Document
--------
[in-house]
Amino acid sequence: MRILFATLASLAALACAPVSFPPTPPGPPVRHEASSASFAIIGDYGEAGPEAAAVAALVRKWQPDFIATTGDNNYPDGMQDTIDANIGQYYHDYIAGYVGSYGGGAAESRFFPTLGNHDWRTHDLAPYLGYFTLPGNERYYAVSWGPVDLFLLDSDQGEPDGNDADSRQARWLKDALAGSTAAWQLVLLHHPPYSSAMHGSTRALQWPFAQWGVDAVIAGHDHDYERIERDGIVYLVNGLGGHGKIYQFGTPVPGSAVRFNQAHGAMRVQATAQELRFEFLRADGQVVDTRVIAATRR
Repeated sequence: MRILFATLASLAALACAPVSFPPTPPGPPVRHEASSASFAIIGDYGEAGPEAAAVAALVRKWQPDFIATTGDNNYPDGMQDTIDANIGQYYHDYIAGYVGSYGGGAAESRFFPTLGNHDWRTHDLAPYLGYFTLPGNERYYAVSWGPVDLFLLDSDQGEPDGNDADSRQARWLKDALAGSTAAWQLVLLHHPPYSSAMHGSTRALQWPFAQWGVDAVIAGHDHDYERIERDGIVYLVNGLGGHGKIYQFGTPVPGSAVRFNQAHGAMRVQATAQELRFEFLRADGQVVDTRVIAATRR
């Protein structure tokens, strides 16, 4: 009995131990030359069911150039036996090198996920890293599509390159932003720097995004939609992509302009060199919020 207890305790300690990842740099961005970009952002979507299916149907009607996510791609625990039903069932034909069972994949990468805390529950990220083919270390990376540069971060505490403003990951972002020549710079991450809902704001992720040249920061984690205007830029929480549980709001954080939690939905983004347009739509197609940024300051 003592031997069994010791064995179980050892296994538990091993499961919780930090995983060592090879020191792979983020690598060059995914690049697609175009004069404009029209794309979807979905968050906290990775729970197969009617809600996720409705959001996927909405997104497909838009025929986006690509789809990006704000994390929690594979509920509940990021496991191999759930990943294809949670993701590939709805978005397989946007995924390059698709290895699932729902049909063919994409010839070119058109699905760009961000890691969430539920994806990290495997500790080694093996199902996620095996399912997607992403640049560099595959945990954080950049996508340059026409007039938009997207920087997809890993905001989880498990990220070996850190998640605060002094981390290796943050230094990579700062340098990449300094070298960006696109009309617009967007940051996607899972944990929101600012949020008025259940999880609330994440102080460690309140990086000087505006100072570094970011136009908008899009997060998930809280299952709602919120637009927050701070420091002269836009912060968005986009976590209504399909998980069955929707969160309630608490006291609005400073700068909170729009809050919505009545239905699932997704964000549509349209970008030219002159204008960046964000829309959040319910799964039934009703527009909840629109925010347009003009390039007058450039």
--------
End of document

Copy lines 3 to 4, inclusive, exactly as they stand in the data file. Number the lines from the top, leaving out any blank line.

Repeated sequence: MRILFATLASLAALACAPVSFPPTPPGPPVRHEASSASFAIIGDYGEAGPEAAAVAALVRKWQPDFIATTGDNNYPDGMQDTIDANIGQYYHDYIAGYVGSYGGGAAESRFFPTLGNHDWRTHDLAPYLGYFTLPGNERYYAVSWGPVDLFLLDSDQGEPDGNDADSRQARWLKDALAGSTAAWQLVLLHHPPYSSAMHGSTRALQWPFAQWGVDAVIAGHDHDYERIERDGIVYLVNGLGGHGKIYQFGTPVPGSAVRFNQAHGAMRVQATAQELRFEFLRADGQVVDTRVIAATRR
């Protein structure tokens, strides 16, 4: 009995131990030359069911150039036996090198996920890293599509390159932003720097995004939609992509302009060199919020 207890305790300690990842740099961005970009952002979507299916149907009607996510791609625990039903069932034909069972994949990468805390529950990220083919270390990376540069971060505490403003990951972002020549710079991450809902704001992720040249920061984690205007830029929480549980709001954080939690939905983004347009739509197609940024300051 003592031997069994010791064995179980050892296994538990091993499961919780930090995983060592090879020191792979983020690598060059995914690049697609175009004069404009029209794309979807979905968050906290990775729970197969009617809600996720409705959001996927909405997104497909838009025929986006690509789809990006704000994390929690594979509920509940990021496991191999759930990943294809949670993701590939709805978005397989946007995924390059698709290895699932729902049909063919994409010839070119058109699905760009961000890691969430539920994806990290495997500790080694093996199902996620095996399912997607992403640049560099595959945990954080950049996508340059026409007039938009997207920087997809890993905001989880498990990220070996850190998640605060002094981390290796943050230094990579700062340098990449300094070298960006696109009309617009967007940051996607899972944990929101600012949020008025259940999880609330994440102080460690309140990086000087505006100072570094970011136009908008899009997060998930809280299952709602919120637009927050701070420091002269836009912060968005986009976590209504399909998980069955929707969160309630608490006291609005400073700068909170729009809050919505009545239905699932997704964000549509349209970008030219002159204008960046964000829309959040319910799964039934009703527009909840629109925010347009003009390039007058450039």